Content With Purpose – 3 Food Brands That Are Using Recipes Right
Updated: Jan 16
In the content marketing world, the phrase 'content is king' is as ubiquitous as it is cliched. There's also an element of truth to it - content is more important than ever - but it's far too simplistic and broad a phrase for it to be completely accurate. In reality, content with purpose is what truly matters. Content for the sake of content rarely converts. Content with purpose does. Are you providing value? Are you offering your website visitors what they want? Will they come back for more? We've chosen three food brands that are taking recipe content and giving it a fresh, valuable purpose that appeals to consumers.
Campbell's 'Buy now' technology. Source: Campbell's Kitchen
With Campbell's Kitchen, Campbell's is placing recipes at the centre of its marketing strategy. With a dedicated Campbell's Kitchen website and complementary social media accounts, Campbell's is illustrating its awareness that recipes are more than just lists of ingredients and instructions. What stands out immediately is the emphasis on quick and easy comfort food, which is particularly suited to this time of year. Digging deeper into the recipes themselves reveals a 'Get Ingredients' button. Campbell's is right on the money here, as shoppable recipe content is trending and online grocery is on the increase. This shoppable recipe content is integrated with the likes of Instacart and Amazon Fresh, enabling website users to shop the ingredients within a few clicks. Not just that, but Campbell's has embraced the rising popularity of voice technology. Their Alexa skill enables home cooks to ask for recipe inspiration and enjoy step by step hands-free instructions and, for Echo Show users, visual prompts in the form of ingredients and methods.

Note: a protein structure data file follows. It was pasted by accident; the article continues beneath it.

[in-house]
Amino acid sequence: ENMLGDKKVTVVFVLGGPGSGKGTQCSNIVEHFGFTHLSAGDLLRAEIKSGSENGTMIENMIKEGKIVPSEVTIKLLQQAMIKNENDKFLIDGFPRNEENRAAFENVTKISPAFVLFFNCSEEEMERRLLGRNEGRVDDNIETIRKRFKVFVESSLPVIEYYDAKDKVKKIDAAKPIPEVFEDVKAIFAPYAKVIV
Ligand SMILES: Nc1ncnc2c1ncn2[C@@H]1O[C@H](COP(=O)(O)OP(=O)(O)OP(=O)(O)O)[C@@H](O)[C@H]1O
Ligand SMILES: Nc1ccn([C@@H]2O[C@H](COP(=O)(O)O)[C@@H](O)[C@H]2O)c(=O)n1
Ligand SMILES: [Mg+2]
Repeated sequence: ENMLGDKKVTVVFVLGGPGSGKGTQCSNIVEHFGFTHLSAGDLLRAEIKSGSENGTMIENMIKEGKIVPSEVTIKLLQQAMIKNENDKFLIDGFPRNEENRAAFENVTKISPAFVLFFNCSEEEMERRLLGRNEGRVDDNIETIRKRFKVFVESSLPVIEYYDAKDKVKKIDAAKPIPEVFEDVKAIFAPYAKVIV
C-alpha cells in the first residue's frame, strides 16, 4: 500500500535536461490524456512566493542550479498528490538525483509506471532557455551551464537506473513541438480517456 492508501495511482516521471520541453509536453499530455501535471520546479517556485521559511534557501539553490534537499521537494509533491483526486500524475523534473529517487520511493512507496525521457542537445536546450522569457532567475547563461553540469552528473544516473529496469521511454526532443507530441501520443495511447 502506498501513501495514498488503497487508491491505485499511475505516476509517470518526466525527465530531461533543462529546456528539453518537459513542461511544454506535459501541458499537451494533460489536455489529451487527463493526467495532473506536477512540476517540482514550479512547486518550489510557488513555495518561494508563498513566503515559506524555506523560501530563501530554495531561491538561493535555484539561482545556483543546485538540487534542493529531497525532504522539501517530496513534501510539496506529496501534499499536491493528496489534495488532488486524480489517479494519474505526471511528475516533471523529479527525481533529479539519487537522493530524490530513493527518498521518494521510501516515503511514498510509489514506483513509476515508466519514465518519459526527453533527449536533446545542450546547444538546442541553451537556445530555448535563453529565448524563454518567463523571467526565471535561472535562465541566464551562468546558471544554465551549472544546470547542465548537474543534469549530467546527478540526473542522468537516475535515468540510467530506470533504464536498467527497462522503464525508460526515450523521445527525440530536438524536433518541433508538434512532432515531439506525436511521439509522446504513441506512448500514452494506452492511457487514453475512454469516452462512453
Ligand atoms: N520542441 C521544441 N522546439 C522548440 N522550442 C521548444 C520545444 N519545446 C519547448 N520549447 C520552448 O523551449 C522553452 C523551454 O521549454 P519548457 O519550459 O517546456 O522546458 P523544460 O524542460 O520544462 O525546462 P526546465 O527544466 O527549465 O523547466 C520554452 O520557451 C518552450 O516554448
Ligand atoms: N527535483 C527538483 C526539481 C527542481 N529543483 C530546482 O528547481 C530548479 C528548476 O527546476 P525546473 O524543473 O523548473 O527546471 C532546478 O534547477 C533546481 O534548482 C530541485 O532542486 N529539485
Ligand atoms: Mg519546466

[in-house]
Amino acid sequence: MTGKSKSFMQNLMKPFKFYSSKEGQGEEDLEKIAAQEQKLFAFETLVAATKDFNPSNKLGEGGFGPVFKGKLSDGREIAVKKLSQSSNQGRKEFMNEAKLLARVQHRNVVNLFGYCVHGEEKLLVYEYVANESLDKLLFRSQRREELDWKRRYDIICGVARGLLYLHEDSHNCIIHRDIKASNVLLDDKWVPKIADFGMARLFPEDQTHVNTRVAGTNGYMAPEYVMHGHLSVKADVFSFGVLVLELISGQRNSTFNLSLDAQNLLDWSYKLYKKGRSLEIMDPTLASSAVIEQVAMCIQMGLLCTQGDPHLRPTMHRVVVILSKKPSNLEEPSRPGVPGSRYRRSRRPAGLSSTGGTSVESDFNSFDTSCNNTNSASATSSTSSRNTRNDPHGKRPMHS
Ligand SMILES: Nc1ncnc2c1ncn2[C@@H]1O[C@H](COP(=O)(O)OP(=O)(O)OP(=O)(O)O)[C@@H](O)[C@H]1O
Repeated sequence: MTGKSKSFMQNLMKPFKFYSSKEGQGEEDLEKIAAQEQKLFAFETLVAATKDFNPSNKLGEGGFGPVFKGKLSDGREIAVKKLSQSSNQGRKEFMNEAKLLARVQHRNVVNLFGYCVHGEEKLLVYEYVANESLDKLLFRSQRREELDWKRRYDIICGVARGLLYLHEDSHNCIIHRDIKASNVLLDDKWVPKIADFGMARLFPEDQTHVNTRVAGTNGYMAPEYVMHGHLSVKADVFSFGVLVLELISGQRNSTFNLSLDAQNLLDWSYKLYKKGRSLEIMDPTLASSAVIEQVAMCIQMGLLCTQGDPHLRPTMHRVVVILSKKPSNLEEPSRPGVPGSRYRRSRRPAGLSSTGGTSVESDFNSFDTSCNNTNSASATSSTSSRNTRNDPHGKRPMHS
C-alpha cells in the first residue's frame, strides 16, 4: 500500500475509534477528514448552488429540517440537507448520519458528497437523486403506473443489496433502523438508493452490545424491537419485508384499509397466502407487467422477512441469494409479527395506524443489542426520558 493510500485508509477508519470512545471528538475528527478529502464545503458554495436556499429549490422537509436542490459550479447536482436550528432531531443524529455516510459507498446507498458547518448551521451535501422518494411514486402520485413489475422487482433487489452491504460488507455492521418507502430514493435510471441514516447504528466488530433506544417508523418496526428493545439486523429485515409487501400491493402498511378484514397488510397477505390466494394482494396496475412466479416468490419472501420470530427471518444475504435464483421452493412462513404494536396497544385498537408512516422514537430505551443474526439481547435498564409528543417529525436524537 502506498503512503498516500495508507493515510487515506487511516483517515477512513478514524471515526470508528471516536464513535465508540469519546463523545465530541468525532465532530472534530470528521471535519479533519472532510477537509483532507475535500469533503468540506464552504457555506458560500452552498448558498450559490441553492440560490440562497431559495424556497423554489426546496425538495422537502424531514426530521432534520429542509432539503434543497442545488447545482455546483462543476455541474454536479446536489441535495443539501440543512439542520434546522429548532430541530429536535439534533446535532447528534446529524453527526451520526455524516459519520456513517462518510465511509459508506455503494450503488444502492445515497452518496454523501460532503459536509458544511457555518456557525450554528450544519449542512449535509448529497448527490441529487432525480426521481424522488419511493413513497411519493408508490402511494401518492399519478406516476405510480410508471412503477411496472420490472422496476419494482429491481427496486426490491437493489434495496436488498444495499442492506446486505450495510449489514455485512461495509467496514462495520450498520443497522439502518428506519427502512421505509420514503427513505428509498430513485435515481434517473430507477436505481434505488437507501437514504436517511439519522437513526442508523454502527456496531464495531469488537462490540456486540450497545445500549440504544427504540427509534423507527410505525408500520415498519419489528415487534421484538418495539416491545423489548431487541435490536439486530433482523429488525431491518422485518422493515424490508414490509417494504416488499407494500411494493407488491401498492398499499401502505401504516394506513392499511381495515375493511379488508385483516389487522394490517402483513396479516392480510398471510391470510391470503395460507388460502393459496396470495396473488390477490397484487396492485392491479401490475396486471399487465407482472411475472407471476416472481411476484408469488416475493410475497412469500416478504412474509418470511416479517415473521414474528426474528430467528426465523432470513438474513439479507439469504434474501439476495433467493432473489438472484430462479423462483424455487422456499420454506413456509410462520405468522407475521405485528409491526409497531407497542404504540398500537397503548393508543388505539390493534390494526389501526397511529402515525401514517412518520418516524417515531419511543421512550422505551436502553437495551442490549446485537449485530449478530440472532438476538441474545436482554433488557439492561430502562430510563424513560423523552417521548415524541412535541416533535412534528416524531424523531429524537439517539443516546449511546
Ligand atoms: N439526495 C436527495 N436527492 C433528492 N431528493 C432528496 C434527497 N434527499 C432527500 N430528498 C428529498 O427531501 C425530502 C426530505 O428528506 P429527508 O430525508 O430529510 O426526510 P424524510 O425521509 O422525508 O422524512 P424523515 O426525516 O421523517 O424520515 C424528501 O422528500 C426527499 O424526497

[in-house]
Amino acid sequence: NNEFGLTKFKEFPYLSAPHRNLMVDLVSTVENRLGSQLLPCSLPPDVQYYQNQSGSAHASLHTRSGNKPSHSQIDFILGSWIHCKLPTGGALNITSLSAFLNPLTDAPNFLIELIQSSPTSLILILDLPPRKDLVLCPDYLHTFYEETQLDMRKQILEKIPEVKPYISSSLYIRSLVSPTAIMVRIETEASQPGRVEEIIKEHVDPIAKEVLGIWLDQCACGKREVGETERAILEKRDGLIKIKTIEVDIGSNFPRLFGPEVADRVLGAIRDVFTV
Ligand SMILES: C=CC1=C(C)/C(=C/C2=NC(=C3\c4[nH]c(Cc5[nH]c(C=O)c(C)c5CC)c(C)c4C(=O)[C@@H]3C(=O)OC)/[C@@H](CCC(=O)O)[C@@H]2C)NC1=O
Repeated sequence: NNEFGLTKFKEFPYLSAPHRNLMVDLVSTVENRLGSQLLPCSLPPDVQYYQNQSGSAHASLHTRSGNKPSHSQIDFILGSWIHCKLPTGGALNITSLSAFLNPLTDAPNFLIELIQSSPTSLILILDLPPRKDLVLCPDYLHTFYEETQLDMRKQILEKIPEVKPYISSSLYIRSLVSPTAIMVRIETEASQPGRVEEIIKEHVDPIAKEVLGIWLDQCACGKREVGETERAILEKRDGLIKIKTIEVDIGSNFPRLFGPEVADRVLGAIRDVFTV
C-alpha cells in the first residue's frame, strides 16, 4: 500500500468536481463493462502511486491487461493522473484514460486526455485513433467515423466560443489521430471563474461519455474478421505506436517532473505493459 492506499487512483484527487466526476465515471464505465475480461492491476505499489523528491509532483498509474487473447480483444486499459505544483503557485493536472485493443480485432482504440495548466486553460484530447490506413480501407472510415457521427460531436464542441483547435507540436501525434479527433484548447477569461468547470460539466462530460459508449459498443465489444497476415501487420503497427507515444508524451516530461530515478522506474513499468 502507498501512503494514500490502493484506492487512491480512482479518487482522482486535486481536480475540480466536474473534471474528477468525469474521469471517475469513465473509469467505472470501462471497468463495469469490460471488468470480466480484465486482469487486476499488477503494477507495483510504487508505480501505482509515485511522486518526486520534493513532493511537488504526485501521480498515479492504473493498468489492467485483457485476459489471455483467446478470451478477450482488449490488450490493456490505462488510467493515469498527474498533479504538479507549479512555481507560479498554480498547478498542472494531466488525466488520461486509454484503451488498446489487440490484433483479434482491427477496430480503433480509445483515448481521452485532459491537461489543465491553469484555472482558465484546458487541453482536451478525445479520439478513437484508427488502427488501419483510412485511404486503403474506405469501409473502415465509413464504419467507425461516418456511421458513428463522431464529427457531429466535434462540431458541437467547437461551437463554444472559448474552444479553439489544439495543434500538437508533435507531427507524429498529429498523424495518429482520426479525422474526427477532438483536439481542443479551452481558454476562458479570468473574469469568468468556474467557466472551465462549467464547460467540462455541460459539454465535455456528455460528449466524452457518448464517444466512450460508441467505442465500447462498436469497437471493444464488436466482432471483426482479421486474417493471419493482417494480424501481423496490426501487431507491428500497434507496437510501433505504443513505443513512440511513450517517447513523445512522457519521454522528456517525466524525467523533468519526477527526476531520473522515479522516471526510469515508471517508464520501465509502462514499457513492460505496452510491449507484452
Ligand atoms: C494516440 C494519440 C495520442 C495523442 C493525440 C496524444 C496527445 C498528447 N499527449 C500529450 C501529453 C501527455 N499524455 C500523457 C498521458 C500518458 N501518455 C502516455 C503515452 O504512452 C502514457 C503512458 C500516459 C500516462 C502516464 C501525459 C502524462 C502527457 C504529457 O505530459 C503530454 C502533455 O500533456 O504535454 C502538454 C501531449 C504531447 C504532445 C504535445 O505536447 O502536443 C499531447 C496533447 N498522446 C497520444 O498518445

King Arthur Flour
King Arthur Flour's 'Baker's Hotline'. Source: King Arthur Flour
Although King Arthur Flour is first and foremost an ingredients brand, it places equal (or perhaps even more) emphasis on its recipe content. Although its content is not shoppable in a similar way to Campbell's, there is a clear link between its recipes and its e-commerce endeavours. Recipe ingredients are clickable and can be added to the cart in a couple of clicks, while each product page is enhanced by the addition of recommended recipes. As some of King Arthur Flour's ingredients are niche products, this strategy illustrates their versatility to customers. For King Arthur Flour though, their biggest advantage is their passion. It doesn't take much more than a quick browse to discover that this is a company of bakers whose aim is to help their customers produce beautiful results every time. From actively replying to comments on social media and on their website to operating a Baker's Hotline and posting step-by-step blog content that complements the recipes, it's clear that they understand the value customers place in their expertise. At the heart of this expertise is their recipes, which attract millions of users ready to be converted to customers.
Quaker's 'Otis' recipe finder. Source: Quaker Oats
Quaker Oats employ a number of clever strategies to engage their customers. Their time-saving, recipe-finding chatbot, Otis, is front and centre on their website, ready to help busy consumers find fresh recipe inspiration. They list chefs under the Recipes dropdown, giving consumers an impression of reliability and expertise. Most significantly, Quaker Oats is capitalising on the popularity of overnight oats in order to engage new and health-conscious audiences. Illustrating their forward-thinking commitment to recipes as a marketing tool, they have created an Alexa skill to help busy people source new inspiration. By combining a popular and ongoing food trend with an emerging technology Quaker is positioning itself as a formidable competitor in the recipe and content marketing spaces.